Super League Grand Final: St Helens joy after 'quintet of misery'

By Matt NewsumBBC Sport
James Roby, Nathan Brown and Paul Wellens hold the Super League trophy
James Roby, Nathan Brown and Paul Wellens hold the Super League trophy - Saints fifth summer era win

St Helens' James Roby and Paul Wellens could have been forgiven for joining the queue of Wigan players trudging up to be handed their losers' medals after Saturday's Super League Grand Final.

After all, for five years running it was an unhappy ritual for the Saints pair.

Leeds Rhinos conquered them four times between 2007 and 2011, while 2010's defeat by fierce rivals Wigan made up the quintet of misery under the Old Trafford lights.

The class of 2014 ended that streak with a dogged display in a fiery derby, prevailing 14-6 against the Warriors despite losing Lance Hohaia inside two minutes after Warriors prop Ben Flower landed two punches on the half-back.

"It was amazing," Roby told BBC Sport. "The moment when the whistle went and we knew we'd won, it was so much about joy and relief.

Sixth time's a charm for Saints
2007: Loss v Leeds 33-62008: Loss v Leeds 24-16
2009: Loss v Leeds 18-102010: Loss v Wigan 22-10
2011: Loss v Leeds 32-162014: Win v Wigan 14-6

"We've been here five times on the run and lost, and then after that the last two years we've worked really hard but just fell short before the final hurdle and not got here.

"All that hard work, you could say, has been building since 2006 when we won the last one. I think we deserve it to be honest, it was a great effort by all the lads."

In 2006, when Saints last triumphed in British rugby league's showpiece event, they were convincingly the finest team in the northern hemisphere, winning both Super League and the Challenge Cup.

Roby and Wellens, outstanding competitors themselves, were part of a side that included lynchpin Jamie Lyon, a contender for the greatest import of the summer era, two-time Man of Steel winner Paul Sculthorpe, mercurial pivot Sean Long and the heartbeat of the side, Keiron Cunningham.

This season's line-up may not have always compared with the 2006 vintage of Daniel Anderson's men, but they certainly have shown courage, heart and togetherness. All of which was required in abundance.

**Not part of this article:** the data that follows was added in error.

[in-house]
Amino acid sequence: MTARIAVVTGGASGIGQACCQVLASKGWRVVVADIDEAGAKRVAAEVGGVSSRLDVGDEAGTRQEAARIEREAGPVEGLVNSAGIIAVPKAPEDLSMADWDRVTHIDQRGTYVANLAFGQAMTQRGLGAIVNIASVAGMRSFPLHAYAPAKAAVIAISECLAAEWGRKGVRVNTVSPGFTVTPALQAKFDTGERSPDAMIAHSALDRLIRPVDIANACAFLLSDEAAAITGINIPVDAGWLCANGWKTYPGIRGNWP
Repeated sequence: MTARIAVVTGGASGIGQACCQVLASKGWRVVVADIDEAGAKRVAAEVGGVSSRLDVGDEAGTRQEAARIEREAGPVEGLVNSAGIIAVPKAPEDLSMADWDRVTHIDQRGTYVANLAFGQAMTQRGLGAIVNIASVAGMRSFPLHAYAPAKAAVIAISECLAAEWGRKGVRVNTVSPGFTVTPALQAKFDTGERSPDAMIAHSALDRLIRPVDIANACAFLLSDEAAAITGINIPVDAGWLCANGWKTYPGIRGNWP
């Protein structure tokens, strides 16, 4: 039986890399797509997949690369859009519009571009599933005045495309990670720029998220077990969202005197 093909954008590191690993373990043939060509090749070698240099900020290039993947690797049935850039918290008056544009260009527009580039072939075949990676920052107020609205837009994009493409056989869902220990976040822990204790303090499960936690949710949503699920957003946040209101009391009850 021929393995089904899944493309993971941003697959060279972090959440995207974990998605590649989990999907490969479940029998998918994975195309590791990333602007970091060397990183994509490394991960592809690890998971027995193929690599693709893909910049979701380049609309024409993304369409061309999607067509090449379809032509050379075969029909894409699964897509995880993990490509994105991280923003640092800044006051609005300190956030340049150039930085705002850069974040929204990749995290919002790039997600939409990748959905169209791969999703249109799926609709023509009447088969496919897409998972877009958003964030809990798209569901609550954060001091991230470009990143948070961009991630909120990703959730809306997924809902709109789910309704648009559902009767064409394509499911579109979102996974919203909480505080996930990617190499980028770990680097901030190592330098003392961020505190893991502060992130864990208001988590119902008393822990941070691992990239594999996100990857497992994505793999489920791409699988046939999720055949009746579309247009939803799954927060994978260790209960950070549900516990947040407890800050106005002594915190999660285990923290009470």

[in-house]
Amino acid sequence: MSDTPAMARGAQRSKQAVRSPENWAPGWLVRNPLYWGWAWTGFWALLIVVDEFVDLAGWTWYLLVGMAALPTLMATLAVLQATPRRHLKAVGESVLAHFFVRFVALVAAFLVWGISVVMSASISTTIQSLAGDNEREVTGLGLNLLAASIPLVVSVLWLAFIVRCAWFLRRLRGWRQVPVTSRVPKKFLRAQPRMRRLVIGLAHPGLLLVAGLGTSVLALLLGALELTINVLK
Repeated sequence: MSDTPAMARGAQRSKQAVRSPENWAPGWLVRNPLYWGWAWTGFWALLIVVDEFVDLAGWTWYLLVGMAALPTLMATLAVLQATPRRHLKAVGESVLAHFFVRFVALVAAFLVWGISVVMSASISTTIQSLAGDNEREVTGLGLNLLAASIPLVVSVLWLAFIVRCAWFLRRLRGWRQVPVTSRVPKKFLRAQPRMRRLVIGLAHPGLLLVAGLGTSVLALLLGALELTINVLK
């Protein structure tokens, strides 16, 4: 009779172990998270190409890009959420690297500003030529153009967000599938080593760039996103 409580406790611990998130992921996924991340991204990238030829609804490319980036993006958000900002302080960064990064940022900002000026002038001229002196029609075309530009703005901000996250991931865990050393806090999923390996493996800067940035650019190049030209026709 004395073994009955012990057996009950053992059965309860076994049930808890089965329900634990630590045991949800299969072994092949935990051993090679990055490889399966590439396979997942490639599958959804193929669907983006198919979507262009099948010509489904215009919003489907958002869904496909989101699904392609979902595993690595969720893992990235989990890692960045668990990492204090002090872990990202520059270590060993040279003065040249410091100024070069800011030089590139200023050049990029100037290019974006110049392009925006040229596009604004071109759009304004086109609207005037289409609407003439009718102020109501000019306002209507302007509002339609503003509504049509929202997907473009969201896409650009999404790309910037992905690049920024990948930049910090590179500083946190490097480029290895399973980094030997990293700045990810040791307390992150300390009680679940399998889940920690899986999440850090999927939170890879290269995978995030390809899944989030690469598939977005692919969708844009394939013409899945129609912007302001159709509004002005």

James Roby
Roby won the Harry Sunderland Trophy - the man of the match award - for his performance

Injuries left Nathan Brown's side without three first-choice playmakers in Luke Walsh, Jonny Lomax and Jon Wilkin, but back-rower Mark Flanagan, centre Jordan Turner and full-back Wellens have all taken on the responsibility as makeshift cover.

Prop Louie McCarthy-Scarsbrook was drafted into the centres during the final, while Roby - for so long the patient understudy to club legend Cunningham - has routinely done 80-minute stints at dummy half.

Tommy Makinson's tries from the wing were also vital, with his crucial score in the final taking him to 29 for the season.

"I've been fortunate to play here and win before, but to lead this group of players in particular - to watch boys become men over the last 12 months, to face challenges a lot of teams don't face, to come here and put a gutsy performance in against a wonderful team - it was the proudest moment of my career," Wellens told BBC Radio Merseyside.

Success is a crowning achievement for head coach Brown, who returns to his native Australia following the triumph.

The former St George-Illawarra hooker, whose previous coaching best was leading Huddersfield to a Challenge Cup final in 2009, steered Saints to a League Leaders' Shield and Super League double in his last season in charge at Langtree Park.

Brown's legacy? A real hope of starting a new dynasty of Saints success.

Flower sent off for punch as Saints win

"Nathan deserves a huge amount of credit," Wellens added.

"When we got beaten by Hull a few months back I was looking around the changing room and thinking 'we haven't got a cat in hell's chance here'. We looked flat on the canvas but Nathan came up with a game plan and switched a few players around.

"It wasn't pretty, sometimes he'd pull what hair he has left out, but the guts from the boys to stick to our principles was just tremendous.

"Browny will go back to Australia a happy man, and one thing for sure is he leaves behind a team who, in the next few years, can go on to great things."

Winter brings a break for both players, with Wellens off to Australia to help England in their Four Nations preparations while Roby - who has opted to rest rather than play on the international stage in the off-season - will take time to reflect on the success.

"I've only won this before in 2006, but this overtakes that, this overtakes the Challenge Cups," Roby said.

"It has been a team effort this year. Everyone has really grafted, it's well known we've had injuries and people had written us off.

"Nobody thought we'd win the League Leaders' Shield but we did and got confidence from that. Then a couple of good wins in the play-offs and still everyone had Wigan as favourites, which makes it sweeter.

"It's such a great feeling to know the hard work has paid off."

Paul Wellens was speaking to BBC Radio Merseyside's Allan Rooney.

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